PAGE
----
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knights governed by established rules and wearing certain ensigns. It forms no part of the plan of this volume to enter fully into disputed questions of this nature; but with the foregoing short view of the controversy, it is only necessary for the reader to be made aware that the antiquity of the Order, though upheld by names of considerable weight, is yet questioned by other authorities with much antiquarian acuteness and research. After the Reformation, however, there can be no doubt, that, if the Order previously flourished, it then fell into desuetude, and its revival is due to James VII. of Scotland, and II. of England, who in 1687 issued a warrant commanding letters patent to be passed under the great seal of Scotland, for the purpose of “reviving and restoring this Order to its full glory, lustre, and magnificency."

Though a patent for this important purpose was actually prepared, it is said never to have passed the great seal of Scotland.

The statutes published in the same year, limited the number of “ brethren" to twelve, and appointed the king to be sovereign of the Order. Every candidate for admission must be a knight bachelor, and the chapel of Holyrood house was appointed the chapel of the order.

During the whole of the reign of William and Mary, the Order was neglected; but after having remained in abeyance fifteen years, Queen Anne determined on its revival, and in December, 1703, letters patent passed the great seal of Scotland for that purpose. By the statutes published at the same time, no change was effected in the number of knights, or the other regulations of the fraternity. But under an ordinance issued by George I., the new knights were to be elected by the suffrages of the pre-existing members of the Order in chapter assembled.

At the coronation of George IV., four extra knights were appointed without permanently increas. ing the original limits of the Order, and two of these were subsequently elected to fill vacancies in the constituent number of twelve; but in May, 1827, the order was permanently extended to sixteen knights, which form its present complement.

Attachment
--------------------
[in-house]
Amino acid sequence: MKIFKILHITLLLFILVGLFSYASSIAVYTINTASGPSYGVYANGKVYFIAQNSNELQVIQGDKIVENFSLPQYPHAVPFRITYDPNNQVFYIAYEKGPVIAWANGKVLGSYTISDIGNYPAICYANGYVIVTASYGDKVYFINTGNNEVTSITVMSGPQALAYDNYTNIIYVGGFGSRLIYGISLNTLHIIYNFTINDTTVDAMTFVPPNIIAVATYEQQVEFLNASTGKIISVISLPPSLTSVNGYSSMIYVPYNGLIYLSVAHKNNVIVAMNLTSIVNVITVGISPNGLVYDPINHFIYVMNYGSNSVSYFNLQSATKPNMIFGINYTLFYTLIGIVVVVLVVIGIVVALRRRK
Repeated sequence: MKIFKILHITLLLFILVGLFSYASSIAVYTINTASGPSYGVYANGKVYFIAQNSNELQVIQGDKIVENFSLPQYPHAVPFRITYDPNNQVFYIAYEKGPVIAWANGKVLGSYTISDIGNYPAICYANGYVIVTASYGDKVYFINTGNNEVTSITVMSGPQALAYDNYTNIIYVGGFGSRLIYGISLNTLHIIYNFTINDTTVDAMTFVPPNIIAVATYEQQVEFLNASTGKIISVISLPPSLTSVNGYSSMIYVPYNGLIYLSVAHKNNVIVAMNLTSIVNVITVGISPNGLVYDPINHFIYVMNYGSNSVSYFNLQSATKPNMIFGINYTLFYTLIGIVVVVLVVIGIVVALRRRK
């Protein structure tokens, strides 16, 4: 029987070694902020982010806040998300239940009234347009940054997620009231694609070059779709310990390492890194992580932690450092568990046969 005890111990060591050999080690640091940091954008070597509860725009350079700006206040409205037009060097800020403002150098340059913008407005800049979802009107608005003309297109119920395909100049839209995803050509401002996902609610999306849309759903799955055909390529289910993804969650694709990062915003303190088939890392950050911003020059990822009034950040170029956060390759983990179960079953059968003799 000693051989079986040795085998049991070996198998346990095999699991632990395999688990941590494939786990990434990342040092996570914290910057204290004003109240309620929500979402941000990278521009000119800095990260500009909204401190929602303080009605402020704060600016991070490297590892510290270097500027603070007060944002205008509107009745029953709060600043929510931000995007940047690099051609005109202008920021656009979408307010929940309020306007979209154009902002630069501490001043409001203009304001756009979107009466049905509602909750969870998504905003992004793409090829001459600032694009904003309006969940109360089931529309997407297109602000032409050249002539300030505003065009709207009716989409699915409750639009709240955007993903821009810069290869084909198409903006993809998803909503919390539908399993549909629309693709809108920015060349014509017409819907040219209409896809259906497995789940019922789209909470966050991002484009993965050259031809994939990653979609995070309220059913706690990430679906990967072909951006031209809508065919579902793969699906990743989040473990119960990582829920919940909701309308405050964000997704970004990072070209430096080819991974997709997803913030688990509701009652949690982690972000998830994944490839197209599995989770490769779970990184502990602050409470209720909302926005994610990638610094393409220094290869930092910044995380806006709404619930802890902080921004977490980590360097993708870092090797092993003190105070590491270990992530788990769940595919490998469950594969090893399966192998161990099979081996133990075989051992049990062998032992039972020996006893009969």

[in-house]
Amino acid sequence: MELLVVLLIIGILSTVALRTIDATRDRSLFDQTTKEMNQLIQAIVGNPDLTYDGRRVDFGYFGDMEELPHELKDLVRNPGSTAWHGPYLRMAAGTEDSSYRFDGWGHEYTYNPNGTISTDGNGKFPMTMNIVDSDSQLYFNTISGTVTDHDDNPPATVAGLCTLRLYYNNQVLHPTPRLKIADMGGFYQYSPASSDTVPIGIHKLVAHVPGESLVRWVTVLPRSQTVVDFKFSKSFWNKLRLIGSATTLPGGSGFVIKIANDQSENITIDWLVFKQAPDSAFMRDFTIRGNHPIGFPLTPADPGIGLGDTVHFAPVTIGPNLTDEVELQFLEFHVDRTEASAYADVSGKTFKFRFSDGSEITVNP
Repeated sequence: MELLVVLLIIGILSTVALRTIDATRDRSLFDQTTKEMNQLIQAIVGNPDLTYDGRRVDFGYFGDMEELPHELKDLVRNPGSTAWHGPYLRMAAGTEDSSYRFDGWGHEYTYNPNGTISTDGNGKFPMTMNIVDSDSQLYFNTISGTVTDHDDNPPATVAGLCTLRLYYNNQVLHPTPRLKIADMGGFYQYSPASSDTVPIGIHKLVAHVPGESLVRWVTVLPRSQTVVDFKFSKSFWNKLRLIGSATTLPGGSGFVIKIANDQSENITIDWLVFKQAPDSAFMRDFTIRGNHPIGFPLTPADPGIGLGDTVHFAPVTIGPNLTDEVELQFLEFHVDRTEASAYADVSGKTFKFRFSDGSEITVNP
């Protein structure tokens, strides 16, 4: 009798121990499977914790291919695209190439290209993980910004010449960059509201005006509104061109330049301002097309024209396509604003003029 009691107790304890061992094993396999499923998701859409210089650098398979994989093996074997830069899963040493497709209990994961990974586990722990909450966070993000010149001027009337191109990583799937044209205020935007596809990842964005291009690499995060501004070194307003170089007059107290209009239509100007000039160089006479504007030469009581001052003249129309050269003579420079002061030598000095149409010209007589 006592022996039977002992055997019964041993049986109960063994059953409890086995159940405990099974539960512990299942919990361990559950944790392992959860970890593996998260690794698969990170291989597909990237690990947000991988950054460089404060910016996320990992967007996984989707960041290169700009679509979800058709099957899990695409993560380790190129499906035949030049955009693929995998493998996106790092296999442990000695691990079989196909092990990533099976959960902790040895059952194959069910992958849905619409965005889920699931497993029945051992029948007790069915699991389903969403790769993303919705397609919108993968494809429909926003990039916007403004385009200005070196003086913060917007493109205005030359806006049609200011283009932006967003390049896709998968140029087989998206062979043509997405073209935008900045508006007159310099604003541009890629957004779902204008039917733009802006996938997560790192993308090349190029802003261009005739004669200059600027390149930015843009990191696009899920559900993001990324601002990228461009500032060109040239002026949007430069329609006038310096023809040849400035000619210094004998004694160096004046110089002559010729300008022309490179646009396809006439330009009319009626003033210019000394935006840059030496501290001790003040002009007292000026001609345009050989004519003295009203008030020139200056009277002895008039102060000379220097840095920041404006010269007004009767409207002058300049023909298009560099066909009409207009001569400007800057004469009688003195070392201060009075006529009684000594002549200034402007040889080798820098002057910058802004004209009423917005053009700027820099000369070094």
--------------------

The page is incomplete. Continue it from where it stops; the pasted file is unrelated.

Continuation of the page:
The title by which the Order is known, is “ the most noble and most ancient Order of the Thistle, or St. Andrew." The officers are five in number.

The Dean reads the Sovereign's orders to the knights, administers the oath, and reads the admonition to the knights elect. The sub-prior, or dean or prior of the chapel royal at Holyrood, for the time being, was, by the statute of James VII., ap. pointed to this office; but the first regular nomination under royal warrant occurred in the reign of George III., since which period it has remained annexed to that ecclesiastical appointment.

The Chancellor was appointed by the statutes of the Order to keep and use the seal of the Order; but though his name occurs in all copies of the ordinances, no person has ever been appointed to the office. The secretary “ transmits the sovereign's orders to the knights brethren, and attends the royal person for that effect.” He countersigns all instruments to which the signet of the Order is affixed, and is entrusted with the custody of that seal; he summons the chapters, and conducts the elections of new knights.

The King of arms of the Order of the Thistle, has always held the appointment of Lord Lyon, king of arms of Scotland. He attends all chapters and ceremonials of the Order, calls over the names, and bears the ensigns before the knights elect. But these duties being scarcely consistent with the dignity of a peer, William IV. dispensed with their performance so long as the earl of Kinnoul held the office of Lord Lyon, to which is annexed that of king of arms of this Order; his functions have therefore been performed either by deputy, or by the secretary.